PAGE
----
The mass evacuation from Eastern Ghouta was also reported by the Syrian Observatory for Human Rights, a Britain-based monitor.
The group said former rebels granted amnesty by the government had facilitated negotiations to evacuate civilians from the area, which has suffered food and medical shortages because of the army siege.
"Army units evacuated more than 2,100 people from Eastern Ghouta," Syria's state news agency SANA reported, running photos showing cold and underfed women, children and elderly people.
It said residents of Douma, in Eastern Ghouta, had "fled the crimes of terrorist organisations who use residents as human shields."
The evacuees were taken to shelters in the Qudsaya area, northwest of Damascus, SANA added.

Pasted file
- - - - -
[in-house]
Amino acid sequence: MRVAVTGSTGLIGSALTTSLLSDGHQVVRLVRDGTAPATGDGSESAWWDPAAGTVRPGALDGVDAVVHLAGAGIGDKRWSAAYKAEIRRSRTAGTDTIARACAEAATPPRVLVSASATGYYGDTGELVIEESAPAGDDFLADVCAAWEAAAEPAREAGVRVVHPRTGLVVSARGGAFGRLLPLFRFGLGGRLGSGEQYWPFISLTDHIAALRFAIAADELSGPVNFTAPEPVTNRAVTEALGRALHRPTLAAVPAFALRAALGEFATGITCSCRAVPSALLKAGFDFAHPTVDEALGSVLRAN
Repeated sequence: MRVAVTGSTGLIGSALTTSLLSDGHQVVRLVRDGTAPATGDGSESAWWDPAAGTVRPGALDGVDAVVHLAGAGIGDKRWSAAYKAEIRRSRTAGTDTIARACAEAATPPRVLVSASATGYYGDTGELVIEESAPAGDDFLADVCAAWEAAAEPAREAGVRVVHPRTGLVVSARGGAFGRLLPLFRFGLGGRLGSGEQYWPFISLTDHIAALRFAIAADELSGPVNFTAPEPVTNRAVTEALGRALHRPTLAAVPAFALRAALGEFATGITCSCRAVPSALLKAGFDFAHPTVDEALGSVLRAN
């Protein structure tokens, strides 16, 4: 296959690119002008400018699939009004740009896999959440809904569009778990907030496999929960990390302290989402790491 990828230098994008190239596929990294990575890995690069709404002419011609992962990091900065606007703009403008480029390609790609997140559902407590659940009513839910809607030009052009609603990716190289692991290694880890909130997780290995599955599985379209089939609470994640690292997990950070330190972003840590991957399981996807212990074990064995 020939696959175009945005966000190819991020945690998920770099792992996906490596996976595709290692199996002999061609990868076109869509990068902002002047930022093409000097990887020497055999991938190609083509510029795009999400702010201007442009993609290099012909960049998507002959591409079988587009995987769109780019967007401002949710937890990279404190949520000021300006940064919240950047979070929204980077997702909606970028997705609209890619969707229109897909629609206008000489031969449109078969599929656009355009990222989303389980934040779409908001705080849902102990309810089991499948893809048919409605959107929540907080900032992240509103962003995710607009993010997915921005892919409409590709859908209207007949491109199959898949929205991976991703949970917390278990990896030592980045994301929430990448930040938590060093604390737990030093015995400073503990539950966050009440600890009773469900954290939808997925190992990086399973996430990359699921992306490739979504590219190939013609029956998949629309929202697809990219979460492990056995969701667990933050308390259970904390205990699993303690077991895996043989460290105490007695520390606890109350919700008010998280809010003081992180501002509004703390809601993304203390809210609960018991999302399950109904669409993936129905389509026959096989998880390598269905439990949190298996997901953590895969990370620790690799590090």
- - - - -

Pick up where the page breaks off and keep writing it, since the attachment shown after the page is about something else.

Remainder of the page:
The agency said 2,112 people had been evacuated on Sunday, and 1,687 people left the area on Saturday.
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A military source insisted those leaving the area "fled to the army because of all kinds of blackmail and persecution they are being subjected to by terrorists."
The Syrian government refers to all those seeking to oust President Bashar al-Assad as "terrorists."
Eastern Ghouta is a key rebel bastion on the outskirts of the capital Damascus, and has been under a tight government siege for nearly two years.
The army has sought to capture rebel rear bases around the capital, which is frequently the target of opposition rockets fired from the city's outskirts.
Rebel-held towns such as Douma face frequent aerial and tank bombardment and the siege means food is scarce and medical facilities are ill-equipped to handle either illness or injury.
In December, the Syrian army gave 31 families safe passage from several parts of Eastern Ghouta, but activists expressed fear that those leaving could be detained or pressed into military service.
They said a group of people who had left the area earlier in the year were still being detained by government forces.